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Window on Italy - Patience is not my Virtue!

Colleen Simpson

As wonderful as it is to live in Umbria, everyone I know has some horror story about Italian utility companies or commune officials!

Mine starts in the early spring of 2009. Drip, drip, drip comes the water from under a stone stairway we built the year before for our village, in exchange for land for our terraces and pool. The drip, drip, drip results in a nice little pool of water beside the entrance to L’Antica Vetreria’s terraces and pool. I begin to worry about this perfect breeding ground for summer mosquitoes, so I begin calling the commune offices to come investigate the leak. Each time I call, the inevitable reply is: “domani” (tomorrow) , so evocative of the Latin “manana.” With each call, I am promised a visit the following day. Well three months of tomorrows go by and still no visit. Patience is not my virtue! I definitely want the problem fixed before early summer guests arrive.

The Staircase

So, deciding to take matters into my own hands and at least create a drain for the pool of water, I draw a picture of a pick (“piccone”) and the tool is magically delivered into my hands by Mauro of my adopted family along with several shovels. He is aghast that I am going to dig a trench by myself and offers to help. But my dander is up now and although small, I have been known to dig big holes all by myself!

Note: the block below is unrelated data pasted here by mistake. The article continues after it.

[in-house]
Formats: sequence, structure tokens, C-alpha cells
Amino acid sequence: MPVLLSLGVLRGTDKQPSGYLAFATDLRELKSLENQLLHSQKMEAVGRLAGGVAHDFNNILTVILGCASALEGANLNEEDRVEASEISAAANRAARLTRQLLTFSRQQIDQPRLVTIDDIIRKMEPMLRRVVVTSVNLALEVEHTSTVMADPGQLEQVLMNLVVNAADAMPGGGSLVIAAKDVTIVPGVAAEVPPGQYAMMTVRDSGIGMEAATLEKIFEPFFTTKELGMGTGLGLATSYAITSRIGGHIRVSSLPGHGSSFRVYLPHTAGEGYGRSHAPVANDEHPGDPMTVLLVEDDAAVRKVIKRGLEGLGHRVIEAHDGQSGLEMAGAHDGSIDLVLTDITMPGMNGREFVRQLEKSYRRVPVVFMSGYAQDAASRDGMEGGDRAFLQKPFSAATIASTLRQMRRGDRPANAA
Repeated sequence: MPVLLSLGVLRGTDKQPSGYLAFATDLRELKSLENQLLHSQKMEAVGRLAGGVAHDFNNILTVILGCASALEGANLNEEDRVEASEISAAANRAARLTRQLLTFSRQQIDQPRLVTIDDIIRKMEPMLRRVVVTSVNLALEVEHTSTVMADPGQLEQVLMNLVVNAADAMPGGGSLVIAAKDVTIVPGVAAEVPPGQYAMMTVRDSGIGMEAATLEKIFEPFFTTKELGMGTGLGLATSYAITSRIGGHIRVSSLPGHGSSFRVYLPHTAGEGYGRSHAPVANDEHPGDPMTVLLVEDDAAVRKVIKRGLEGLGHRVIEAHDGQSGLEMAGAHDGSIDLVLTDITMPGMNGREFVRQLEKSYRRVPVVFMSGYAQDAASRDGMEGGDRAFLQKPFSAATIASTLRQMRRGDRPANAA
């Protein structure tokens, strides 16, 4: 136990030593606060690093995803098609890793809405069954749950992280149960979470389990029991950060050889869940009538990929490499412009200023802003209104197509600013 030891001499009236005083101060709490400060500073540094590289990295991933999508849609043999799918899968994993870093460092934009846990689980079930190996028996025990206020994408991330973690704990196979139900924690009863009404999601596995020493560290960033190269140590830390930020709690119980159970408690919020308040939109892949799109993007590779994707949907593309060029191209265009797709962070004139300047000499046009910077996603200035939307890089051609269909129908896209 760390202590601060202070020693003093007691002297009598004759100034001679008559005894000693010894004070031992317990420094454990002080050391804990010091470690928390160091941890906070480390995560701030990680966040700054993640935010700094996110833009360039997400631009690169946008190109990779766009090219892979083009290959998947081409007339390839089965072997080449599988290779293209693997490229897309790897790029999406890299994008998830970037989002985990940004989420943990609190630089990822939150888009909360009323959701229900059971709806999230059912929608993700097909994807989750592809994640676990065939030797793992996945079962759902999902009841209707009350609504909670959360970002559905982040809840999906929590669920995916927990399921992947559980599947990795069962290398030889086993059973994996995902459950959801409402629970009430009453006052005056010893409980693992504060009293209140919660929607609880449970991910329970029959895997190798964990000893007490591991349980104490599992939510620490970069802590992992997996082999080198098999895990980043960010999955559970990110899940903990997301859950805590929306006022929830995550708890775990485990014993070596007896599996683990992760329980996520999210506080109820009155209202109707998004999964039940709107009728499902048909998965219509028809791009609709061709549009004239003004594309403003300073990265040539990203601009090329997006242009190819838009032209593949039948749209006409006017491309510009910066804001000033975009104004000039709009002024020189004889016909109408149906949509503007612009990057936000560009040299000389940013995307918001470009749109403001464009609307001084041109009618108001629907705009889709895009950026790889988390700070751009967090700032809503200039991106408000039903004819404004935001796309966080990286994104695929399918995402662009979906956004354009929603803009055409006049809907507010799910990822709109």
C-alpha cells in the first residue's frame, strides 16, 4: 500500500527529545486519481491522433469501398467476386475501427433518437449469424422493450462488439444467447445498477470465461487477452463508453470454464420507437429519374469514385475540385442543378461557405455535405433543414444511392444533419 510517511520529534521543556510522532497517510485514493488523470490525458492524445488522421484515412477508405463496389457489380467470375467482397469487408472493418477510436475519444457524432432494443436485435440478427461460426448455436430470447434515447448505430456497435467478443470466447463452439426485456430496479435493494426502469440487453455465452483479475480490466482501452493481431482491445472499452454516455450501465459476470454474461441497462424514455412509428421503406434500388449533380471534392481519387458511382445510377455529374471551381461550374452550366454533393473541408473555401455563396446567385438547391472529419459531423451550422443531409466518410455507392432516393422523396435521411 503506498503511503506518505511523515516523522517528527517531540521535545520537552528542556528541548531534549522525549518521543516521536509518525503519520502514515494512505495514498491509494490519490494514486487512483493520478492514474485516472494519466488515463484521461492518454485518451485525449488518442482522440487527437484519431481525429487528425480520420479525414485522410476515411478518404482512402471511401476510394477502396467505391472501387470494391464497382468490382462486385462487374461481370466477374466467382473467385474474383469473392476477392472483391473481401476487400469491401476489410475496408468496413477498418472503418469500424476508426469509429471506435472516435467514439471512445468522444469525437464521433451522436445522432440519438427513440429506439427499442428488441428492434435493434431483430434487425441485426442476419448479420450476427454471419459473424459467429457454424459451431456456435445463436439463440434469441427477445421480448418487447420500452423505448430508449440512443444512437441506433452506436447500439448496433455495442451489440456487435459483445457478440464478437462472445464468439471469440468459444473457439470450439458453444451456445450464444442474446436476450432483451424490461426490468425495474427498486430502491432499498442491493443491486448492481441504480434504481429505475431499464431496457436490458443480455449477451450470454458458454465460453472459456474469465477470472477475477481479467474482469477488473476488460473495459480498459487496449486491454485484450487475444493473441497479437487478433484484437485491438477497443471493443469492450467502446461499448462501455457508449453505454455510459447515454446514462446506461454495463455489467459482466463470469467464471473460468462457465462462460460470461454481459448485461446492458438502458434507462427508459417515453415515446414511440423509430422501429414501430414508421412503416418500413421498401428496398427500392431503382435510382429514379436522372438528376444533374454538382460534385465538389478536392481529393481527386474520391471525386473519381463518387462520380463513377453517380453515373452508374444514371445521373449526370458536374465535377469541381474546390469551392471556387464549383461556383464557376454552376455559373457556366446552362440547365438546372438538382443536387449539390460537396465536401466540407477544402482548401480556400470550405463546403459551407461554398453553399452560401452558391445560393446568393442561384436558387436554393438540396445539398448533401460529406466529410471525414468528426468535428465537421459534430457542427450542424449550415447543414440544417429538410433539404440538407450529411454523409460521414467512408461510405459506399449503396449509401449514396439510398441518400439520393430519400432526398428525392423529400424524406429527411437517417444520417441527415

Uh oh! What looks like a one day job becomes two and then four as I pick my way across the little gravel driveway. I unearth huge stones just below the surface that I am certain have been resting there for a few hundred years, like maybe a thousand! Each day I get up earlier to avoid the heat of the day, able to dig for about four hours before being drenched in sweat and blisters begin to form on my hands. I get a great cardio workout, but I don’t recommend this weight loss program to anyone!

The previous year during the height of renovations to our massive abandoned glassworks, I became known as “la donna che sempre lavoro” (the woman who is always working). Word gets out around the village that “La Donna” is going at yet another interesting project on her own, and some people gather to watch from the village wall above. This only strengthens my resolve. I have become the morning show for my neighbors. They shout out advice as I pick, pick my way across the small distance of 20 feet that now begins to feel like 100 feet as the work moves at a snail’s pace.

On the fifth morning after three hours, I am defeated when I strike a stone that appears to go on forever! Deeper and deeper I pick the dirt from around this humungous stone. When at last I have it almost isolated, I strike another stone! It has a “Siamese twin” attached. This is too much and gathering my pride around me like an invisible cloak, I smile wanly, wave to my neighbors and announce that I have an urgent errand to run.